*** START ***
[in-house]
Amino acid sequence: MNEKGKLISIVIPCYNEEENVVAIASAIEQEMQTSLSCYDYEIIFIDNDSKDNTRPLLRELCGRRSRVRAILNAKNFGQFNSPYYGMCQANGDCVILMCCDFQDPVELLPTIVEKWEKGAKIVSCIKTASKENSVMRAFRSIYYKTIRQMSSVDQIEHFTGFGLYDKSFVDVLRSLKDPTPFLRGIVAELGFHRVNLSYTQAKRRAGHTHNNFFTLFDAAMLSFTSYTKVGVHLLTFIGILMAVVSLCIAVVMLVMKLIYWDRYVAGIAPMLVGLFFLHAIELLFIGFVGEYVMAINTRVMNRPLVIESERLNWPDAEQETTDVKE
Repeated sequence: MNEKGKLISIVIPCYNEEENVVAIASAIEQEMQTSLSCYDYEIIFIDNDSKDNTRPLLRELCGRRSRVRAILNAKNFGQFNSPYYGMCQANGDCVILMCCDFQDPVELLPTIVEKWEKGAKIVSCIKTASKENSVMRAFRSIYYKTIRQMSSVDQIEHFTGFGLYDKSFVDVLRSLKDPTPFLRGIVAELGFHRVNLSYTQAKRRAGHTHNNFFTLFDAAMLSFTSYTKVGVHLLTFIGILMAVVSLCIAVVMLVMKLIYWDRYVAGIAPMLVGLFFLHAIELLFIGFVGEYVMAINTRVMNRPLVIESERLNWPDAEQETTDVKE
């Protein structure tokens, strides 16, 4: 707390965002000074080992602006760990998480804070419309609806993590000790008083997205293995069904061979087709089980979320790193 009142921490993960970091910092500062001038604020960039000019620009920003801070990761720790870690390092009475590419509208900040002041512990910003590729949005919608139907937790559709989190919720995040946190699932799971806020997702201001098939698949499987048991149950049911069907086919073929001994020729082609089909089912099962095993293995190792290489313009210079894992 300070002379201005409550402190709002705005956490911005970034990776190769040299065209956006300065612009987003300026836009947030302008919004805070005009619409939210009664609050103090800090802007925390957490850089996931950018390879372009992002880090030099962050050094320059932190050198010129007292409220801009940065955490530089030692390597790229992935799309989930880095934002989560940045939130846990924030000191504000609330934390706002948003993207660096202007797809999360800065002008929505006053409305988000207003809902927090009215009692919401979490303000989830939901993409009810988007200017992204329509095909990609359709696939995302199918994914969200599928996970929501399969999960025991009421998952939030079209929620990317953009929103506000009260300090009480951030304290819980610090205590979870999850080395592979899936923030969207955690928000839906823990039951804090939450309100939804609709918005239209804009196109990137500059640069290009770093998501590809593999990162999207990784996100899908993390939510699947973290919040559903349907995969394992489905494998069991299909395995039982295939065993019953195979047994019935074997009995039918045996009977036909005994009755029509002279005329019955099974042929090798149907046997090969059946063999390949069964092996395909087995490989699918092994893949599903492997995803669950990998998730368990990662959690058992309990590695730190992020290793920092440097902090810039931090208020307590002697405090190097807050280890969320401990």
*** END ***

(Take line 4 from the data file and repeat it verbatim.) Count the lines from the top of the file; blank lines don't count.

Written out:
């Protein structure tokens, strides 16, 4: 707390965002000074080992602006760990998480804070419309609806993590000790008083997205293995069904061979087709089980979320790193 009142921490993960970091910092500062001038604020960039000019620009920003801070990761720790870690390092009475590419509208900040002041512990910003590729949005919608139907937790559709989190919720995040946190699932799971806020997702201001098939698949499987048991149950049911069907086919073929001994020729082609089909089912099962095993293995190792290489313009210079894992 300070002379201005409550402190709002705005956490911005970034990776190769040299065209956006300065612009987003300026836009947030302008919004805070005009619409939210009664609050103090800090802007925390957490850089996931950018390879372009992002880090030099962050050094320059932190050198010129007292409220801009940065955490530089030692390597790229992935799309989930880095934002989560940045939130846990924030000191504000609330934390706002948003993207660096202007797809999360800065002008929505006053409305988000207003809902927090009215009692919401979490303000989830939901993409009810988007200017992204329509095909990609359709696939995302199918994914969200599928996970929501399969999960025991009421998952939030079209929620990317953009929103506000009260300090009480951030304290819980610090205590979870999850080395592979899936923030969207955690928000839906823990039951804090939450309100939804609709918005239209804009196109990137500059640069290009770093998501590809593999990162999207990784996100899908993390939510699947973290919040559903349907995969394992489905494998069991299909395995039982295939065993019953195979047994019935074997009995039918045996009977036909005994009755029509002279005329019955099974042929090798149907046997090969059946063999390949069964092996395909087995490989699918092994893949599903492997995803669950990998998730368990990662959690058992309990590695730190992020290793920092440097902090810039931090208020307590002697405090190097807050280890969320401990």